Traditional bank lines of credit
Banks typically offer the best business line of credit terms, but, in turn, they have strict qualification standards and longer approval processes. If a business owner already has an established relationship with a bank, or if the bank knows your business and sees a viable and successful operation, you may be able to secure a line of credit with a favorable interest rate and terms. Bank lines of credit tend to be open-ended with just the need for a periodic review of business finances, often every five years.
Business credit cards
Business credit cards are perhaps the most popular revolving credit products. Data from Statista shows that leading credit card companies expect significant increases in spending by users, a 150 percent increase from 2015 to 2020 in the case of Visa.
Merchant cash advances
Merchant cash advances are increasingly marketed to small business owners, but they are largely unregulated and may have rocketing interest rates.
“Merchant cash advances are an exploding space today,” said Matt Chancey, a certified financial planner. “These providers look at the receivables, the tax returns for the business for the past couple of years, and they look at the merchant card processing statements for the past six to 12 months. If they can see, say, $50,000 a month in merchant processing, they know that there’s consistent cash flow coming through to the business, and they can take their payments back out.”
Chancey warns small businesses to be aware that these loans often come at extremely high rates.
“There are some shady players because some of the companies can charge crazy rates,” he said. “The way they compound the interest means that customers aren’t necessarily aware that they’re paying 50 percent interest on a hundred grand loan.”
Using business credit cards as a revolving credit facility
Why are business credit cards so popular? Partly because they are so convenient for short-term financing; an application can be submitted to a card issuer immediately. In addition, business credit cards may offer rewards, and some offer 0% APR for an initial period. If your credit score is low, your business is young, or your annual revenue is subpar, a traditional line of credit could be out of reach. In this case, a business credit card can give you the capital you need at a lower interest rate.
Dorsey said that many business credit cards have a very high limit, which might mean that the card can provide enough temporary capital for a small business.
“Depending on your credit, you may get a pretty nice limit,” he said. “Then, after a year or so, if your business is on track and you’re making your payments, you can ask them to increase your credit just so that you have that buffer.”
Still a business credit card must be used strategically to avoid racking up debt that is difficult to repay.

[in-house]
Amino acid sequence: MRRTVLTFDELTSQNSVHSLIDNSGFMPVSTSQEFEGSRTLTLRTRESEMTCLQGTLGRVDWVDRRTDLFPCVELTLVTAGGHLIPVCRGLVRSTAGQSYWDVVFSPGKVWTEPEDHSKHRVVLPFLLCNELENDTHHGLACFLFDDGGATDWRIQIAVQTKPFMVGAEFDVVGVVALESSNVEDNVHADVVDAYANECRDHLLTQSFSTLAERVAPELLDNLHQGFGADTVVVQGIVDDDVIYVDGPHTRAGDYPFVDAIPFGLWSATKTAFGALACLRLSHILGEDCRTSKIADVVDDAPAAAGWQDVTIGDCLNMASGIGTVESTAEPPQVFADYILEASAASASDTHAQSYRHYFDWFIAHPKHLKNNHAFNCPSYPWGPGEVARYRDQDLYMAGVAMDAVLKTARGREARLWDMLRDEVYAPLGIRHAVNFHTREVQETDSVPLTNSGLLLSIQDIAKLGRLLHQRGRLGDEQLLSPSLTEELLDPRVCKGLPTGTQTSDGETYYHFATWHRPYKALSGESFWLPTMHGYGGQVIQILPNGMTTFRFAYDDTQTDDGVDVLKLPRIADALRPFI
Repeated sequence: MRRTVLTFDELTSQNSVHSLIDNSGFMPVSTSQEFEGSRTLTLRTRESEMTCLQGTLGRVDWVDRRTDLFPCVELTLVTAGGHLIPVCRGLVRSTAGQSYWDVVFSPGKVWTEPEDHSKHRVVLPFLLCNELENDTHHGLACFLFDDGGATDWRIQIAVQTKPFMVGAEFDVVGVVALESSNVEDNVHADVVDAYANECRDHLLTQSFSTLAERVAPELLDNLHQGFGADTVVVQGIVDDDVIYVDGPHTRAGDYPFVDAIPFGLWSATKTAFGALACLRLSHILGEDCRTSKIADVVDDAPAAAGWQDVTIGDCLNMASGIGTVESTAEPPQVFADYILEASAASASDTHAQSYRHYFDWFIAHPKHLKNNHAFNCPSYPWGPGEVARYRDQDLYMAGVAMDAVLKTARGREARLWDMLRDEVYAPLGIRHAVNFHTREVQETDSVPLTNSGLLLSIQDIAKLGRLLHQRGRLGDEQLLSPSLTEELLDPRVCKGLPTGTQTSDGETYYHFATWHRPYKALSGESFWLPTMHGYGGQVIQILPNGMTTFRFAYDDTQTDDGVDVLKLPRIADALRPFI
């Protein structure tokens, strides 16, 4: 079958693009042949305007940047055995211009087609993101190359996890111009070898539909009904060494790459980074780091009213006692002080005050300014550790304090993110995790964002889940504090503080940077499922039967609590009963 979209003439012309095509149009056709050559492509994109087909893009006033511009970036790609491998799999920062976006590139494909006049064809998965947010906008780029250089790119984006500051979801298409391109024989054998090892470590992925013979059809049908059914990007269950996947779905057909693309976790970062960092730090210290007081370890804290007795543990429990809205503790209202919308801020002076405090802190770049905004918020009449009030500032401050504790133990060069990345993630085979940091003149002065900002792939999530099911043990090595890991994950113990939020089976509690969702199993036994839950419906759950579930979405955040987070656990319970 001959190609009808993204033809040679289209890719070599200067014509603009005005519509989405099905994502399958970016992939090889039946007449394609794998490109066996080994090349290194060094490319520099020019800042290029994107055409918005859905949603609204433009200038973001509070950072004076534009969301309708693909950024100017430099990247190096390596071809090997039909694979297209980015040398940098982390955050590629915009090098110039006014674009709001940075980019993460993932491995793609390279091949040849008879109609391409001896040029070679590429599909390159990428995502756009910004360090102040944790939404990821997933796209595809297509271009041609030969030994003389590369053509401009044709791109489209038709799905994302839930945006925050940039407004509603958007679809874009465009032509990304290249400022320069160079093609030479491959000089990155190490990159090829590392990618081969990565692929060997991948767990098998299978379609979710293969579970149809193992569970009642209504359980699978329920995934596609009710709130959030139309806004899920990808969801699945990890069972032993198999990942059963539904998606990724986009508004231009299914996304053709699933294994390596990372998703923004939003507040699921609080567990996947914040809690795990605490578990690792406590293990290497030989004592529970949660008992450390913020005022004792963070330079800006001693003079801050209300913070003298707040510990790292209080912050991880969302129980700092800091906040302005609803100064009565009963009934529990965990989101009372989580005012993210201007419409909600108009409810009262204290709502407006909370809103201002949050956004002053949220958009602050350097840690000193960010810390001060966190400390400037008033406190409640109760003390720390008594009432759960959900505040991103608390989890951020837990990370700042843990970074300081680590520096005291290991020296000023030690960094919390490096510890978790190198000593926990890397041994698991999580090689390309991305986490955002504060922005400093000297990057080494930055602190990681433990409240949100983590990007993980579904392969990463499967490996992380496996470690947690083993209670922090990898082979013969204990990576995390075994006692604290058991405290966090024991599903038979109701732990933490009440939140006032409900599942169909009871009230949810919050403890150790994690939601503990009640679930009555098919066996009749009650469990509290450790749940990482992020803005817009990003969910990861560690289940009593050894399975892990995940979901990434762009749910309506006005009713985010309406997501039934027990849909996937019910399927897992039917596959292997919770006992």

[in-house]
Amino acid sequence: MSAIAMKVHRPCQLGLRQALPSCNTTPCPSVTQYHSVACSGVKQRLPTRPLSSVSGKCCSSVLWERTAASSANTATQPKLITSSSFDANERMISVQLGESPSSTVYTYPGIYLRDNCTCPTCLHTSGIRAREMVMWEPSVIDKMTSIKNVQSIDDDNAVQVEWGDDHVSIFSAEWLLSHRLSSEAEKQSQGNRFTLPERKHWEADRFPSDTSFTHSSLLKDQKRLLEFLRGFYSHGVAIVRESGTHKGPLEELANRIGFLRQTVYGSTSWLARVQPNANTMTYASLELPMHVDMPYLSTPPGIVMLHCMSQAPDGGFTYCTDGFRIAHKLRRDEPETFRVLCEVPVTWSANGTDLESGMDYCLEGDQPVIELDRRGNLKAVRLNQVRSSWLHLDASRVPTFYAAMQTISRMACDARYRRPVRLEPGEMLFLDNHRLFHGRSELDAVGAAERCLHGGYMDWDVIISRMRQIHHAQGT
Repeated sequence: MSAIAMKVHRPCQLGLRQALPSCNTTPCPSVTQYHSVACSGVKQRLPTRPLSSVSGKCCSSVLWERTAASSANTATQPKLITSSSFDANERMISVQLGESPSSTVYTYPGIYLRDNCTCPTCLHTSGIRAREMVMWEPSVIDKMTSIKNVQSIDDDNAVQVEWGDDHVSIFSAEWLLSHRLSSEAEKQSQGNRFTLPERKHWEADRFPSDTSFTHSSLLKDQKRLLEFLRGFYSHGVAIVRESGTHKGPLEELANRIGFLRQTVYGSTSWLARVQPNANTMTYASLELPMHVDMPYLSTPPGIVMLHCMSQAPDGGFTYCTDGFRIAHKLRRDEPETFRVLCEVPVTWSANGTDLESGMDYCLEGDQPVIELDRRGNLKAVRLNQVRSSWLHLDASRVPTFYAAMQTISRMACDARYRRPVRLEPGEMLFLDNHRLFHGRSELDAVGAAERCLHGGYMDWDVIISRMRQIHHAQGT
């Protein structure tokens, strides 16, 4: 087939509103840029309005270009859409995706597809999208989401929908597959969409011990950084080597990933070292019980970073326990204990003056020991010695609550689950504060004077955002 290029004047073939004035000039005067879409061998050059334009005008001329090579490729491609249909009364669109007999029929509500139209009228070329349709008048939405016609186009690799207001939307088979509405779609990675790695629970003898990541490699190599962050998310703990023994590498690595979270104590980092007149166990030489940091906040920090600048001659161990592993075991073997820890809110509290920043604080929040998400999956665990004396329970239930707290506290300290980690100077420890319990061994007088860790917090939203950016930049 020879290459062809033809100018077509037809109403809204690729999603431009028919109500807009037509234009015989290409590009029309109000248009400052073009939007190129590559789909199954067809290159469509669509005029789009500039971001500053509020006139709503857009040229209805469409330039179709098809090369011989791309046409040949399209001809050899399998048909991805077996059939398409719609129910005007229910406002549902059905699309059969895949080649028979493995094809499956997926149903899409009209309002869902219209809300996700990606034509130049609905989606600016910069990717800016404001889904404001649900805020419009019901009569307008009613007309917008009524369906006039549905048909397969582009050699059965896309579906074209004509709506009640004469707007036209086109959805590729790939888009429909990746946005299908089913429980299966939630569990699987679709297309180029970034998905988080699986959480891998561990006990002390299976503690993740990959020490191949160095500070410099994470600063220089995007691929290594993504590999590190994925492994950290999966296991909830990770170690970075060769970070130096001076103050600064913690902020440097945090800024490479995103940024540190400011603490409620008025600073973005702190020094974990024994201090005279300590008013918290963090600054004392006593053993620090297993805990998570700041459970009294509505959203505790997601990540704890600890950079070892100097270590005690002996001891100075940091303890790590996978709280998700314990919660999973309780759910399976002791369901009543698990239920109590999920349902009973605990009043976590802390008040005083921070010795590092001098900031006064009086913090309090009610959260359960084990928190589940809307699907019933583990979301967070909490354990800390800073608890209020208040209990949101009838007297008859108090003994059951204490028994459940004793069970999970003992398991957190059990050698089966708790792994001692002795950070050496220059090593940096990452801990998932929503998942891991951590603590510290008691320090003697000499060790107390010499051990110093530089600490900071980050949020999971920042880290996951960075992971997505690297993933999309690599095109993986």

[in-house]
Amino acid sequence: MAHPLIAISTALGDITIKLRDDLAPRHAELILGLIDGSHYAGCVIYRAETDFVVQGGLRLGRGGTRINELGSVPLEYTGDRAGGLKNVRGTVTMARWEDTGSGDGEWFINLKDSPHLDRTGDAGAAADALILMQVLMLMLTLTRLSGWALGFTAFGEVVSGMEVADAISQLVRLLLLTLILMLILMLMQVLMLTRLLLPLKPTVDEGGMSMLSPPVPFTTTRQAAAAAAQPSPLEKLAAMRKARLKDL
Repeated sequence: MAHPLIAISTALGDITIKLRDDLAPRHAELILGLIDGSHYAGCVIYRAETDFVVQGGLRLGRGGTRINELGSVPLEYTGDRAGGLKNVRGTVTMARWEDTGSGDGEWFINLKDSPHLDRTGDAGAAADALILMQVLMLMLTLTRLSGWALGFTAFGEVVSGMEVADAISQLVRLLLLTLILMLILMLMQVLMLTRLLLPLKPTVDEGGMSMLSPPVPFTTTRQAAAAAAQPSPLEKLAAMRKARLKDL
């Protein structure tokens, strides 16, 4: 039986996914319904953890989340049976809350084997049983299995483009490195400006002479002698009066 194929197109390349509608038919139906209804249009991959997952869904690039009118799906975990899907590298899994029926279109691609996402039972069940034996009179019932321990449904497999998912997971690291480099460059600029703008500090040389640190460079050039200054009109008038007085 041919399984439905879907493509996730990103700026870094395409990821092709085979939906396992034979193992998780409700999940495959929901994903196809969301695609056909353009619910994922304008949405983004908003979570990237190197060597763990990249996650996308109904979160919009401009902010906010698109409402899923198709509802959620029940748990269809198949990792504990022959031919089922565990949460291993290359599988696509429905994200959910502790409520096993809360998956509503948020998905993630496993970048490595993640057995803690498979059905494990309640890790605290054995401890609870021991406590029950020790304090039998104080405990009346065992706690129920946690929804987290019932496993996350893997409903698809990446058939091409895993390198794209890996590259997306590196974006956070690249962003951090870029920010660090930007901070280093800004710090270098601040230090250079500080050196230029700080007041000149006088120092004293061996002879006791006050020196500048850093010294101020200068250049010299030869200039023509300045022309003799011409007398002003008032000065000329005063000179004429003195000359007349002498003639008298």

“A budget is so critical,” Dorsey said. “You don’t want to start using that business credit card to take everyone out to lunch or to buy the latest and greatest technology.”
How to apply for revolving credit
Here are recommended steps to apply for the right type of revolving credit.
Step 1: Determine how much you need to borrow.
Determine how much capital you need and estimate how long it will take you to pay off what you spend. Remember that you will have monthly payments that will come out of your existing cash flow, which could cause you to take longer to pay off the loan.
“If you borrow $20,000 from a merchant processor and they take $500 a day off your receivables, that’s a drag on your cash flow. You may not make it to four months to see the see the benefits of taking the loan in the first place,” Chancey said.
According to Chancey, once you figure out how long you’ll need to pay back that debt, you can then pick the product that makes the most sense.
Step 2: Look at your qualifications as a borrower.
Will a lender consider you high-risk? For example, do you have a good personal credit score? If it is above 700, you might qualify for a bank line of credit. Are your business financials strong, and does your business have longevity? If so, you are a good candidate for a bank line of credit. Do you have a good relationship with your banker and an existing checking account? This is another factor in your favor.
Step 3: Select a product.
Choose revolving credit that will give you the flexibility and capital that you need at a cost you can afford. Check for fees and minimum draw requirements. Also look at how the interest rate is compounded.
Lastly, LaBrecque urges small business owners to apply for revolving credit now while the economy is doing well and loans are comparatively easy to get.
“Small business owners should get their credit lined up earlier rather than later. Under the presumption that we may have a recession coming, I would rather have my line of credit ready now as opposed to when times get bad,” LaBrecque said. “Start talking to your bankers now, and your CPA. Talk to them now while times are good.”